This started out as a video post — a sharing of platefuls of joy — of music from one of my favorite bands, the Chicago Cellar Boys — and then their wonderful debut CD, BUSY ‘TIL ELEVEN, landed in my mailbox. So it’s now a CD review also. You can learn more about the Rivermont Records CD here. And in that same place you can hear some convincing sound samples as well. For once, words seem superfluous.
If you like Twenties music, hot and sweet, expertly played, wonderfully recorded, thoroughly annotated, you will delight in this disc: twenty-one songs, many thoroughly rare, all uplifting and varied. The band is thoroughly playful (the title is not a song in itself, but a line from one of the songs performed by pianist-vocalist Paul Asaro).
Perhaps you’ve sat long enough. In the mood for vigorous aerobics?
Before you delight in the Chicago Cellar Boys performing at the Juvae Jazz Mini-Fest last March 30, here’s some relevant dance instruction:
The hot music that follows was performed in Decatur, Illinois, by the Boys: Andy Schumm, cornet, clarinet, tenor saxophone, arrangements; John Otto, clarinet, alto saxophone; Paul Asaro, piano; Johnny Donatowicz, banjo, guitar; Dave Bock, tuba. Now, roll up the carpets and put the pets outside.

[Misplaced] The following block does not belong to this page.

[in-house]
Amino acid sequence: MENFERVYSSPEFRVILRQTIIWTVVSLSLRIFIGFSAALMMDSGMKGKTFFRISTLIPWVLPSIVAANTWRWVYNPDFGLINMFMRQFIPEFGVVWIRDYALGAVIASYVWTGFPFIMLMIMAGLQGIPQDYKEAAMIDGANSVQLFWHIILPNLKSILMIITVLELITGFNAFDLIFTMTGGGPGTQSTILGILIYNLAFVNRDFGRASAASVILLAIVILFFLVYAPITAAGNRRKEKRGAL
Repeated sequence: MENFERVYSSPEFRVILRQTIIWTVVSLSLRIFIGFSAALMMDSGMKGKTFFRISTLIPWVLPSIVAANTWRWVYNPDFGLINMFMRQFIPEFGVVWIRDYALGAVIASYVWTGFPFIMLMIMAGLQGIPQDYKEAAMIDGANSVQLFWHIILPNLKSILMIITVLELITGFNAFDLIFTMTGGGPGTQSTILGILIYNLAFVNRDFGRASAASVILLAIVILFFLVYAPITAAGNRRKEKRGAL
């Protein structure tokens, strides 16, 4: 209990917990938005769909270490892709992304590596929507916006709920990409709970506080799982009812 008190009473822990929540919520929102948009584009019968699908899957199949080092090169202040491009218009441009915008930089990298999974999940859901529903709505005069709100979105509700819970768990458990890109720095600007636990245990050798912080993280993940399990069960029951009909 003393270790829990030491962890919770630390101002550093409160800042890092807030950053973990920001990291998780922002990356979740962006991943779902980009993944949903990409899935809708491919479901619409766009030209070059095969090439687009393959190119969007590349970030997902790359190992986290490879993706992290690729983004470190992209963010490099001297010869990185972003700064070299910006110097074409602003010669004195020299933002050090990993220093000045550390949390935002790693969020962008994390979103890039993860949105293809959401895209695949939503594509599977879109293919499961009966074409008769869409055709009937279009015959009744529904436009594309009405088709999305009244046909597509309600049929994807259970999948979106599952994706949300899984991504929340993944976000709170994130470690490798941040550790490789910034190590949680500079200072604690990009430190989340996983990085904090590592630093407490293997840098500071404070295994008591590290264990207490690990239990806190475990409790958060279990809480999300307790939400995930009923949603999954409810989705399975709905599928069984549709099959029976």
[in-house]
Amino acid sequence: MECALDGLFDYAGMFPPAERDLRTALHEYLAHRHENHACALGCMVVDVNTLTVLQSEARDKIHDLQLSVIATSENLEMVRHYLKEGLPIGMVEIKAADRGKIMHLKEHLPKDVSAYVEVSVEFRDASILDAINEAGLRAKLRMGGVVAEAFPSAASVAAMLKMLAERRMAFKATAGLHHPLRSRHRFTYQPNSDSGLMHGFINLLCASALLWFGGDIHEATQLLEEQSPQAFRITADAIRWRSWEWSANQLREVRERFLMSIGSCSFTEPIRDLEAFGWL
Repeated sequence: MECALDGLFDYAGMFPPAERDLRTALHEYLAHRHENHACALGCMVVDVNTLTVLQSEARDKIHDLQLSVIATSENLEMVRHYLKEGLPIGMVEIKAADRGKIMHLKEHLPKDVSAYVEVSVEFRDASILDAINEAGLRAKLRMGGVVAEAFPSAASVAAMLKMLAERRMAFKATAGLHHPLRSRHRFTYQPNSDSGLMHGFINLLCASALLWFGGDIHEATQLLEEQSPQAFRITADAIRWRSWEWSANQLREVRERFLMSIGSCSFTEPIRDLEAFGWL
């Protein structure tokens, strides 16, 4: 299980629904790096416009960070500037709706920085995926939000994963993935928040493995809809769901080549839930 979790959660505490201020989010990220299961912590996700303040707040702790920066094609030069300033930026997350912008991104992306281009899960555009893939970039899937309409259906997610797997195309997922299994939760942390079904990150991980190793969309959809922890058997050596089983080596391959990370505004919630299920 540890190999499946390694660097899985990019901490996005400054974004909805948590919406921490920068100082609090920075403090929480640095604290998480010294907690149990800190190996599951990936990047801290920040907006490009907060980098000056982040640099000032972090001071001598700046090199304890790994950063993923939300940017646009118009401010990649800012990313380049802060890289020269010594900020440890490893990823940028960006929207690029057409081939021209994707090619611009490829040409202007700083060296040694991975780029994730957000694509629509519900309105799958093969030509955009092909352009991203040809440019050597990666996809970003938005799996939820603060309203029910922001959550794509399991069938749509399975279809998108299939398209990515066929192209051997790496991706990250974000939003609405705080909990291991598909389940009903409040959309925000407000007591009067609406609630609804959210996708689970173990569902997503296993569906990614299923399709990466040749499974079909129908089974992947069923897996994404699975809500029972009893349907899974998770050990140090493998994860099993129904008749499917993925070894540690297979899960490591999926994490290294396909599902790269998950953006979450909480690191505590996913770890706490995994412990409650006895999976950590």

Here’s one for Charlie Johnson’s Paradise Orchestra and Sammut of Malta:
And a statement of intent, courtesy of Coon-Sanders:
Willie “the Lion” Smith’s particular brand of uptown hedonism:
A rare Fats Waller tune describing someone entranced by the dance:
Finally, Cliff Jackson’s THE TERROR (which is only scary for those who choose to play it):
I feel thinner already, and I’ve only intermittently left my chair. May the Boys flourish; nay they have so many lucrative gigs that they have to turn some down; may their CD sell out (if it hasn’t already).
May your happiness increase!